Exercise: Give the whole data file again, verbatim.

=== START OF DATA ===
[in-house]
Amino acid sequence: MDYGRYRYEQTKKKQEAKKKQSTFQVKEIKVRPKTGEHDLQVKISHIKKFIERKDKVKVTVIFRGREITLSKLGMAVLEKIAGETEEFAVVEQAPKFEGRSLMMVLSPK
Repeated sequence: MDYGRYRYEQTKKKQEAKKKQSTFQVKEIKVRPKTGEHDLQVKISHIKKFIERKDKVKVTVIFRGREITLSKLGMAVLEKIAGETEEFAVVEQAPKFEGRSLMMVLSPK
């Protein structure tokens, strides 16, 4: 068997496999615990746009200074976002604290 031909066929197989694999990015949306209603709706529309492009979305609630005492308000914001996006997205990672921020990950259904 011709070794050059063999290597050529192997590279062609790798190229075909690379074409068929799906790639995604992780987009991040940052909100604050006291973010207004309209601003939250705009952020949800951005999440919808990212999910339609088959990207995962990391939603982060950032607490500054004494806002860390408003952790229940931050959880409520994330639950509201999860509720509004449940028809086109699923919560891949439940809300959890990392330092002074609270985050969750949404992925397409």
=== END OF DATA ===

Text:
[in-house]
Amino acid sequence: MDYGRYRYEQTKKKQEAKKKQSTFQVKEIKVRPKTGEHDLQVKISHIKKFIERKDKVKVTVIFRGREITLSKLGMAVLEKIAGETEEFAVVEQAPKFEGRSLMMVLSPK
Repeated sequence: MDYGRYRYEQTKKKQEAKKKQSTFQVKEIKVRPKTGEHDLQVKISHIKKFIERKDKVKVTVIFRGREITLSKLGMAVLEKIAGETEEFAVVEQAPKFEGRSLMMVLSPK
């Protein structure tokens, strides 16, 4: 068997496999615990746009200074976002604290 031909066929197989694999990015949306209603709706529309492009979305609630005492308000914001996006997205990672921020990950259904 011709070794050059063999290597050529192997590279062609790798190229075909690379074409068929799906790639995604992780987009991040940052909100604050006291973010207004309209601003939250705009952020949800951005999440919808990212999910339609088959990207995962990391939603982060950032607490500054004494806002860390408003952790229940931050959880409520994330639950509201999860509720509004449940028809086109699923919560891949439940809300959890990392330092002074609270985050969750949404992925397409």